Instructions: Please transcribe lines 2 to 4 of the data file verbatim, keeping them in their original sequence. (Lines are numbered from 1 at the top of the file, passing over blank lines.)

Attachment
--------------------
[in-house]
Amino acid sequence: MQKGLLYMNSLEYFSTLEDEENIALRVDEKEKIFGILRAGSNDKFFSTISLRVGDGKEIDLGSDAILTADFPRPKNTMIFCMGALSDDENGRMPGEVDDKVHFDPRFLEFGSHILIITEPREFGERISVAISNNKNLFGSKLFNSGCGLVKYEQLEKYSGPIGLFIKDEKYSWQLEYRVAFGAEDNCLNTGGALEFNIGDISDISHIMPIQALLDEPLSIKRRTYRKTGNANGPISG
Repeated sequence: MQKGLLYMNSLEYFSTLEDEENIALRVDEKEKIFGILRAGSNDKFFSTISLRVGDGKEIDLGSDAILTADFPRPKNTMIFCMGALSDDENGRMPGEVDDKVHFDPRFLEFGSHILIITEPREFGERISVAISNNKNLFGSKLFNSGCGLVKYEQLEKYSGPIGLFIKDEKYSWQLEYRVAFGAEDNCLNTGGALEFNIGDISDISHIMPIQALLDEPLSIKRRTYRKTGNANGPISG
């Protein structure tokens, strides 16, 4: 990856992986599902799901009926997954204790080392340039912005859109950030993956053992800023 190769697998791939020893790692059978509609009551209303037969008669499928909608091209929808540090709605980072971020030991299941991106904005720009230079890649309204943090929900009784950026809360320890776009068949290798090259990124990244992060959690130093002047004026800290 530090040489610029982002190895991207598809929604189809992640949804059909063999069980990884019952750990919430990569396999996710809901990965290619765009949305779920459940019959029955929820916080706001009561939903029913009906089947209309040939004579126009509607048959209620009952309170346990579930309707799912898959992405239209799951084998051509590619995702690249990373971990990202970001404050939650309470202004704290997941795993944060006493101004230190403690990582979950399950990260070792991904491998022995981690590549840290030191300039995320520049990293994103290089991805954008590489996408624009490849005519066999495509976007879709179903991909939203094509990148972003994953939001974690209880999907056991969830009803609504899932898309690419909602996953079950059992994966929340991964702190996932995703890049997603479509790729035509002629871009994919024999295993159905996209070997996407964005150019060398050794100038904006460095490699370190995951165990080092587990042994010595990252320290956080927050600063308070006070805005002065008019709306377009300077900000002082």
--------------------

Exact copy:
Amino acid sequence: MQKGLLYMNSLEYFSTLEDEENIALRVDEKEKIFGILRAGSNDKFFSTISLRVGDGKEIDLGSDAILTADFPRPKNTMIFCMGALSDDENGRMPGEVDDKVHFDPRFLEFGSHILIITEPREFGERISVAISNNKNLFGSKLFNSGCGLVKYEQLEKYSGPIGLFIKDEKYSWQLEYRVAFGAEDNCLNTGGALEFNIGDISDISHIMPIQALLDEPLSIKRRTYRKTGNANGPISG
Repeated sequence: MQKGLLYMNSLEYFSTLEDEENIALRVDEKEKIFGILRAGSNDKFFSTISLRVGDGKEIDLGSDAILTADFPRPKNTMIFCMGALSDDENGRMPGEVDDKVHFDPRFLEFGSHILIITEPREFGERISVAISNNKNLFGSKLFNSGCGLVKYEQLEKYSGPIGLFIKDEKYSWQLEYRVAFGAEDNCLNTGGALEFNIGDISDISHIMPIQALLDEPLSIKRRTYRKTGNANGPISG
């Protein structure tokens, strides 16, 4: 990856992986599902799901009926997954204790080392340039912005859109950030993956053992800023 190769697998791939020893790692059978509609009551209303037969008669499928909608091209929808540090709605980072971020030991299941991106904005720009230079890649309204943090929900009784950026809360320890776009068949290798090259990124990244992060959690130093002047004026800290 530090040489610029982002190895991207598809929604189809992640949804059909063999069980990884019952750990919430990569396999996710809901990965290619765009949305779920459940019959029955929820916080706001009561939903029913009906089947209309040939004579126009509607048959209620009952309170346990579930309707799912898959992405239209799951084998051509590619995702690249990373971990990202970001404050939650309470202004704290997941795993944060006493101004230190403690990582979950399950990260070792991904491998022995981690590549840290030191300039995320520049990293994103290089991805954008590489996408624009490849005519066999495509976007879709179903991909939203094509990148972003994953939001974690209880999907056991969830009803609504899932898309690419909602996953079950059992994966929340991964702190996932995703890049997603479509790729035509002629871009994919024999295993159905996209070997996407964005150019060398050794100038904006460095490699370190995951165990080092587990042994010595990252320290956080927050600063308070006070805005002065008019709306377009300077900000002082």